1. John Rushworth

      Isn’t the use of the words Master, Skipper, Captain interesting? USA and UK use them somewhat differently. Qualified or not, one thing I do know is I’ll never be a Master Mariner!


      Sometime STCW 95 200 GT Powrer & Sail Skipper, Ex Royal Navy Artificer, MCA Superyacht Engineer.

  17. John

    I think we all appreciate how candid you are here.
    Even though I had been sailing most of my life, I never had any professional training until a year before I took off offshore. And in that time, like you, I lived on the boat and left the dock when conditions were perfect. I’m glad I didn’t just leave without any experience at all.

    Sadly today on the radio I heard a cruiser say “what do you mean by pan-pan, is that something you eat like a bread?”

  18. Hollie

    Sailing program pricing is definitely an issue. I agree that training needs to be pushed more, but we also need the training programs to come down in price if people are going to want to take lessons. I have a 30ft boat, hubby and I took Keelboat 101 and 102 nearby, but it was expensive, and the cost has gone up from just a few years ago. The closest class to me is Keelboat 101 for $1100. That’s just “basic sailing”, which a lot of people think they can forego because they have a friend teaching them “the basics”.

    Yet, assuming you have a few summers of sailing with friends under your belt and now want to learn more, maybe to get your own boat, many schools won’t let you take an intermediate or advanced class unless you have taken the first classes, making it now 2-3x as expensive. Or you can hire someone to come onboard and teach you for $100/hr (near me, in Seattle). Imagine thinking of buying a boat for 5k, but then being told you’re a fool for sailing in it unless you’ve had 2-4k worth of lessons. Is that what we’re telling people?

    So yes, it’s easy to say that newbie sailors are being foolish, but until we make lessons as accessible as boats, we aren’t being realistic.

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      Teresa Carey

      “Imagine thinking of buying a boat for 5k, but then being told you’re a fool for sailing in it unless you’ve had 2-4k worth of lessons. Is that what we’re telling people?”

      Not at all. In fact, I never say that taking a course is the only way and your a fool if you don’t. That is a huge stretch from what I said. I mention several ways to get training but also why to be cautious of them. I even said, “It isn’t necessary to have the kind of sail-training that I had. We all get there through different paths.” I also advise on the freebie crew opportunities, “If you choose to sail with that self-proclaimed Captain you met online – please – at a minimum ask to see his license, ask for a sailing resume, and a recent survey of the boat.”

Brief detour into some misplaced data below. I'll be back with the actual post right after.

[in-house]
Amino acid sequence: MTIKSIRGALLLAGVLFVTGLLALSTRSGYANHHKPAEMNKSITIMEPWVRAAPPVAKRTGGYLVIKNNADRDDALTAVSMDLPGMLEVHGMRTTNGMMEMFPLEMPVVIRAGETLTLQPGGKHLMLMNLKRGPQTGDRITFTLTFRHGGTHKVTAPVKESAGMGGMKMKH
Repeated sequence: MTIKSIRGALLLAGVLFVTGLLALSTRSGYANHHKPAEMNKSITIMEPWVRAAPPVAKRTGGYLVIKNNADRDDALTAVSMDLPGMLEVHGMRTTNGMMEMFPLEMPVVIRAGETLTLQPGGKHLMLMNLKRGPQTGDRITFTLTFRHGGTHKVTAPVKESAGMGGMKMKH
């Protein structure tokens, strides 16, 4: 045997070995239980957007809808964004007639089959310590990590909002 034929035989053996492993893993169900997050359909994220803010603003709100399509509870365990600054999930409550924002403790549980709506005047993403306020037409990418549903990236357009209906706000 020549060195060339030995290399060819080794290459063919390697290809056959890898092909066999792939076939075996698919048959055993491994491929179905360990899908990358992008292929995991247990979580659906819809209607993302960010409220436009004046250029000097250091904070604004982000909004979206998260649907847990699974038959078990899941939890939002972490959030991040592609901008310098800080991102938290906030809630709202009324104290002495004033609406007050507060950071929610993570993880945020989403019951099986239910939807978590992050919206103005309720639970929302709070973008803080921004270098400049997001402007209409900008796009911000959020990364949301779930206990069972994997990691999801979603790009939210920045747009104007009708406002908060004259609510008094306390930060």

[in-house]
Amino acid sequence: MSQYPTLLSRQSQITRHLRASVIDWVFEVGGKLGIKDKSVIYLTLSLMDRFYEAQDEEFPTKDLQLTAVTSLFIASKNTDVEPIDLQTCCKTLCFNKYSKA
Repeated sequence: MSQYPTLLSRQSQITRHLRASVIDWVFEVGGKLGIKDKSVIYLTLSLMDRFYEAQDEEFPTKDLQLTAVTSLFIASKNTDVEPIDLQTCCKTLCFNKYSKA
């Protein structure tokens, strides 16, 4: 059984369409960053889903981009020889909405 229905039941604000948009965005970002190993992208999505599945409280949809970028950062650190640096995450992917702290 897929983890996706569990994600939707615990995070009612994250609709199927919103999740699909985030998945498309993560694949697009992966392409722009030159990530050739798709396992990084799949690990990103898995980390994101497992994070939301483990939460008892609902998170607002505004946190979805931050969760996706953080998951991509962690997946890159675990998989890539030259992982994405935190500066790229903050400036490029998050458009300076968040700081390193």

I’m asking people to be smart – to get training and experience. I’m asking people to de-romanticize the “throwing caution to the wind” and “just doing it” that I’ve heard so often lately. I’m not saying that newbie sailors are foolish – everyone is a newbie at some point.

      If you do chose to take a course, it is an investment that will save you tons of money in the future (if you chose to own your own boat). As a pro in this biz, with two decades of professional sailing experience, I stand by my statement. I will not recant because you are putting words into my mouth that I didn’t say.

      1. Hollie

        As I said, I agree that more training should be pushed. I wasn’t putting words in your mouth, nor asking you to “recant your statement”. I was merely trying to point out that training is hard for some, and suggest that we advocate for training that’s both formal yet less expensive. I’m interested in bringing the price down so that people very new to sailing will feel drawn to training, not turned off by the idea.

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          mTeresa Carey

          There are tons of less expensive options. I mentioned one in the post – sailing with people who post on websites such as crew exchanges or Facebook groups. Or sailing with friends. But there are things to be cautious of there too.

          The reason many sail-training programs are so expensive, is because it is expensive to maintain a safe vessel, credentials, etc.

          You could try a community sail program in dinghies to get the basics of sail trim – but thats now what we are talking about. The point of this post is in regards to voyaging where the stakes are higher.